2. There are checks and balances but they are not enough. The scale of the lies and propaganda overwhelms the available institutions that protect the reader. Sometimes there are no institutions at all, or just fake institutions created by the media itself.
3. The media doesn't cover everything and is not neutral. It covers what it will be paid for. It will blatantly lie to you to push an agenda or to grab your attention. Many important aspects of life are not covered at all because they are hard to exploit for money.
4. There is a lot of manipulation embedded in the media products which is not made clear at all. Some of it is very hard to notice but it nevertheless makes an impact on your opinions.
5. Uncovering truth is hard work. The individuals often don't have the resources, the skills, the will to do it. Some bloggers share their own experience which can be valuable but not necessarily true on a larger scale. Others just regurgitate the same lies but filtered only to those they personally enjoy.

My heart is bleeding now. Digesting the detail after excrutiating detail of how this person lied and this group people deceived and this agency betrayed and these guys stole and this newspaper threw their ideals and humanity out the window and on and on until my head hurts - well, it's painful and sad. I don't remember being as sad reading any other book. With every story i felt like a piece of my idealism fell off and withered. It's revolting to drink such concentrated essence of the dark side of humanity. I desperately need to watch kitties playing with cotton balls now.

Besides the numerous examples of the workings of the media the book also provided glimpses into workspace environments in agencies, newspapers and even governments. It was enlightening to see how human interactions in toxic environments play a role in the production of lies. Some journalists hate their jobs and their bosses, they hate to tell lies, they didn't sign up for it, they came into the industry to deal with truth and facts - but now they are stuck because they enjoy the pay and can't leave.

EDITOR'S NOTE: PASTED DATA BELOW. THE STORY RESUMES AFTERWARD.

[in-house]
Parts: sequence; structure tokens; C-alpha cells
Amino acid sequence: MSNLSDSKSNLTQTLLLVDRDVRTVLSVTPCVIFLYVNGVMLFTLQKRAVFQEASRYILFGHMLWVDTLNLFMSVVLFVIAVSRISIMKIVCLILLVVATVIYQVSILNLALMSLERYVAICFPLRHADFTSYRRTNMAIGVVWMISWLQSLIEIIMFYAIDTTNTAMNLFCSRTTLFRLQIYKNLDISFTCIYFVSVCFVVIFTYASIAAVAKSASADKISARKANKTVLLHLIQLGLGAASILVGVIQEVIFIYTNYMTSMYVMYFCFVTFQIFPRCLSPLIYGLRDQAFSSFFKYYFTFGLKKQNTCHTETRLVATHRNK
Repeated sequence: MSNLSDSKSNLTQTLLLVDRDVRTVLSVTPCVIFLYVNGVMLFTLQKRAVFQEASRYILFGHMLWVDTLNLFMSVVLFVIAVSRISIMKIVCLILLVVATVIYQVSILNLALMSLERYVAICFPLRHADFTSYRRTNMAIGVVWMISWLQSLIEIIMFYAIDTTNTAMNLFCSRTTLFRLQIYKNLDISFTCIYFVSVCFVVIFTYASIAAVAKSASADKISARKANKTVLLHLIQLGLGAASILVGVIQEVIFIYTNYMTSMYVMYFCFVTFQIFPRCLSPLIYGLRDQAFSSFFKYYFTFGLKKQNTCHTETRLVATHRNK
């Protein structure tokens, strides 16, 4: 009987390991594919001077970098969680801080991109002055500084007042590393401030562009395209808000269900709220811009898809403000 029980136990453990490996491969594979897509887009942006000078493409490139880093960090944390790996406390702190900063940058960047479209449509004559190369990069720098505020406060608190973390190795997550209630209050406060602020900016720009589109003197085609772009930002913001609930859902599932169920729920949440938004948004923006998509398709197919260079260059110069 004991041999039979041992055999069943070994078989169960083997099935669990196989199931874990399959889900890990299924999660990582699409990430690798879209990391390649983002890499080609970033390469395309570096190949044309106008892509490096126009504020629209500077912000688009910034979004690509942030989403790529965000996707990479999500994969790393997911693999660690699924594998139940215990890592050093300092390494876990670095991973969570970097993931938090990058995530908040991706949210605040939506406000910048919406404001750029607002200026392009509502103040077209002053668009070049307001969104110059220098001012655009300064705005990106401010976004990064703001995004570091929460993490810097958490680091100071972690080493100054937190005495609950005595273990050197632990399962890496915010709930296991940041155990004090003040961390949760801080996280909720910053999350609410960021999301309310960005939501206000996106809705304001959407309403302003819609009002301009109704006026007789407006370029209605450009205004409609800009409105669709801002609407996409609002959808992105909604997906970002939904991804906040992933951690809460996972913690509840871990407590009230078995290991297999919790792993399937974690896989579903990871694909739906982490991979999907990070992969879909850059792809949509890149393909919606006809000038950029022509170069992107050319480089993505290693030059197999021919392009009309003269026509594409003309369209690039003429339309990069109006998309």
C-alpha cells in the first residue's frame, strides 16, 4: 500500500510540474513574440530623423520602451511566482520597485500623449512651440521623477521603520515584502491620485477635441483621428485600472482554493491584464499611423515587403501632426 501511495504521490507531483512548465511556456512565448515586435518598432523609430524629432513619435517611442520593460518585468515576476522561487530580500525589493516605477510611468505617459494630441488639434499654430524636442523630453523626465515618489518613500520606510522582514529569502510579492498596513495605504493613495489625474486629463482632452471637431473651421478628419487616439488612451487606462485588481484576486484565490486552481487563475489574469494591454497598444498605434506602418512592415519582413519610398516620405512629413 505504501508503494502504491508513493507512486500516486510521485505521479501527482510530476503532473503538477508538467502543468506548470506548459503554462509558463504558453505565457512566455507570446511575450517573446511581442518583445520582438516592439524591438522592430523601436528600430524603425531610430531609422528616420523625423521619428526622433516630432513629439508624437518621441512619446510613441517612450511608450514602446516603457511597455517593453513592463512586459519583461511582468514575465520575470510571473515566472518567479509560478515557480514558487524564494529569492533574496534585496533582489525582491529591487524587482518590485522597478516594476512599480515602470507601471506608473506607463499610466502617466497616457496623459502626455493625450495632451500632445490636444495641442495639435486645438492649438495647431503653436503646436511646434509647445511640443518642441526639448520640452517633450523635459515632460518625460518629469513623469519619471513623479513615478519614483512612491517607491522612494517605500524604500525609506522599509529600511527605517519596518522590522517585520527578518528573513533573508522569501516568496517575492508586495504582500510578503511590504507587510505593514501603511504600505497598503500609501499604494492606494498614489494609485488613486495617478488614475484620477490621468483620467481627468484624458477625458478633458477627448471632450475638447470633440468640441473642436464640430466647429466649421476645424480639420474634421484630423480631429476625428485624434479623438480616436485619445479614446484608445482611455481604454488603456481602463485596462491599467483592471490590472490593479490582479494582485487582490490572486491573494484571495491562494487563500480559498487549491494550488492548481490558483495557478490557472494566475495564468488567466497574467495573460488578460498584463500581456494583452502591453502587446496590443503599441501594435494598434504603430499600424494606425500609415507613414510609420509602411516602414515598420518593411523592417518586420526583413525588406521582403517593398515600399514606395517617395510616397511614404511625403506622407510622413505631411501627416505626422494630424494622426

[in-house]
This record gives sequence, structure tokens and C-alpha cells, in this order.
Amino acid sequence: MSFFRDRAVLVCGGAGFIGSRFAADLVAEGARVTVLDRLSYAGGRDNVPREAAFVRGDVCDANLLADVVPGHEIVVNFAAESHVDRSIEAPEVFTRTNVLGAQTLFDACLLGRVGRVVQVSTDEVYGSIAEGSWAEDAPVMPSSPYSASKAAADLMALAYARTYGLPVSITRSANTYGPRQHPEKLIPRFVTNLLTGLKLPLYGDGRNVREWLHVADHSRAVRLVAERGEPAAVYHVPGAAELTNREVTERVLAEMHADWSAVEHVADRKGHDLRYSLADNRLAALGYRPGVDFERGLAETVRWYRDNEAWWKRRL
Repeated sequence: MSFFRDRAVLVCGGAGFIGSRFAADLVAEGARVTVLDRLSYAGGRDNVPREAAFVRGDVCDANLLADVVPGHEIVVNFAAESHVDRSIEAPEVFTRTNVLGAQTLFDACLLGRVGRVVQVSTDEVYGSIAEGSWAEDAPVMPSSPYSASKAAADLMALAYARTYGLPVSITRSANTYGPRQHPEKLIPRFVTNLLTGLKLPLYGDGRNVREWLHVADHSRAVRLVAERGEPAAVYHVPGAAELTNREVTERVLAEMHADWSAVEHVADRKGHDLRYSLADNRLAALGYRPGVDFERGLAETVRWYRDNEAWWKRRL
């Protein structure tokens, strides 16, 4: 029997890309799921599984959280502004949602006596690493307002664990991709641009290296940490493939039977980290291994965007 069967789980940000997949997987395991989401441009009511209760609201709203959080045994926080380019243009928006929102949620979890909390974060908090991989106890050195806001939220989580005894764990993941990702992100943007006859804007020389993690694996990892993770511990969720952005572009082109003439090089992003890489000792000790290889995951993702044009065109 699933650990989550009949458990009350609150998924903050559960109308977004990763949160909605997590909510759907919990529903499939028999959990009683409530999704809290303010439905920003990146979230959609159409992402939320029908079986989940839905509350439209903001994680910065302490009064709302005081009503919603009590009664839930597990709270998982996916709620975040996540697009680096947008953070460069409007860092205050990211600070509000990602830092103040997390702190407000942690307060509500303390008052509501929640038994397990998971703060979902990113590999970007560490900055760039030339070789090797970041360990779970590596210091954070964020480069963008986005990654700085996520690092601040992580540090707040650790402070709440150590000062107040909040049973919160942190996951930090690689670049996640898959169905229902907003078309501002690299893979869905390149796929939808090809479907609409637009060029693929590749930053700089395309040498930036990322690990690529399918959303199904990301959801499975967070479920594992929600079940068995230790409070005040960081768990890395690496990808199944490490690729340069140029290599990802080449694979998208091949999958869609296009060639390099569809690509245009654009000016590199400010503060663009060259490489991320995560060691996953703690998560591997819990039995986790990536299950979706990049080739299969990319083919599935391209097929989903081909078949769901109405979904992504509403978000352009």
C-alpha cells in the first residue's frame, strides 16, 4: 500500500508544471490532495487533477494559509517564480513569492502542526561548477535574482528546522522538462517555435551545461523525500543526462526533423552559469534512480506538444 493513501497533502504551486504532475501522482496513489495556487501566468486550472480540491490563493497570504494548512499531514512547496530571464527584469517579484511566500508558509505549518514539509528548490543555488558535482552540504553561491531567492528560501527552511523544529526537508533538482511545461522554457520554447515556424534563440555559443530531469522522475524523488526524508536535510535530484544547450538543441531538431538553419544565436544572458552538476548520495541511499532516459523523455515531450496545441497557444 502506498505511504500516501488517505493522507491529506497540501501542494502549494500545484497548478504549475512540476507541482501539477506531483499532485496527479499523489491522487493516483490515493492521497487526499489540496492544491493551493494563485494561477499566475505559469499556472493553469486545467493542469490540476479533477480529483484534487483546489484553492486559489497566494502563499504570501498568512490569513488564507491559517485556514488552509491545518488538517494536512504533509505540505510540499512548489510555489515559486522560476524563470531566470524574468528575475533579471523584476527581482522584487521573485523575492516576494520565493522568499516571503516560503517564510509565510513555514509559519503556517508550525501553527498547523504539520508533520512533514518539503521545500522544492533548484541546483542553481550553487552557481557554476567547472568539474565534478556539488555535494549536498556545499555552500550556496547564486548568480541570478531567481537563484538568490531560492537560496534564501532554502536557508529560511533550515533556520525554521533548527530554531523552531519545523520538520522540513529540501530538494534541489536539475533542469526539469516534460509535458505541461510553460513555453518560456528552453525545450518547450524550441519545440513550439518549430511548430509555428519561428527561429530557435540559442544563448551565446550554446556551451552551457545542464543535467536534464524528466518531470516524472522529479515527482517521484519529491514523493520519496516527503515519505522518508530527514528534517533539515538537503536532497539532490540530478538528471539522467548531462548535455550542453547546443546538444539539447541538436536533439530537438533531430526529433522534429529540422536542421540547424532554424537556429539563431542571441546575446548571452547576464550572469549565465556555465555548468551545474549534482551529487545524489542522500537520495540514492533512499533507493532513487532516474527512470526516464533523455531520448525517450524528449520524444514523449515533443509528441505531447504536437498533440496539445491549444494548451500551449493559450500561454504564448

The media is in constant conflict between telling the truth and earning a profit. I wish i could proclaim that from now on and until they figure their shit out i will not trust anybody, i will not derive any of my opinions based on speculative fiction dressed as news, i will discover the world for myself and check everything important. But i realise that it's just a dream. Just like the media i don't have the resources to find the truth and i most certainly have to rely on other people. The question is how do i do that without getting bamboozled. I guess reading this book and learning about the production of news is a good start. ( )
  rubyman | Feb 21, 2024 |
Sadly the Internet did not save journalism, it just struck the killing blow to the diseased monster it has become. This book will disabuse you of the mistaken memory that journalism was good before twitter took over. ( )
  Paul_S | Dec 30, 2021 |
*SPOILERS!* (in Dutch, as I read the Dutch version) Ik was al een tijdje kritisch van wat er in de kranten en het journaal verteld werd, hoe selectief men te werk ging, maar na het lezen van "Gebakken Lucht" ben ik alleen maar kritischer geworden en weet ik niet meer wat nog waar is en wat niet.

Nick Davies baseert zich, logisch, op wat er zich afspeelt in de Britse pers, maar je kunt het patroon ook toepassen voor de Belgische pers, me dunkt. Wat krijg je te lezen: hoe bepaalde nieuwsjes uitvergroot worden zodat er bijna massahysterie uitbreekt (bijv. millenniumbug), terwijl de gevolgen ofwel nul zijn ofwel zo miniem dat al dat gehyp puur voor de verkoop vd krant was. Verder behandelt Nick het probleem van kostenbesparing, hoe journalisten minder kunnen beroep doen op bronnen, op collega's bij lokalere kranten/tv-stations. Hoe kranteneigenaren vnl. aan winst denken en hoe er nog meer te krijgen. Hoe men de concurrentie te snel wil af zijn met primeurs, gegrond of niet.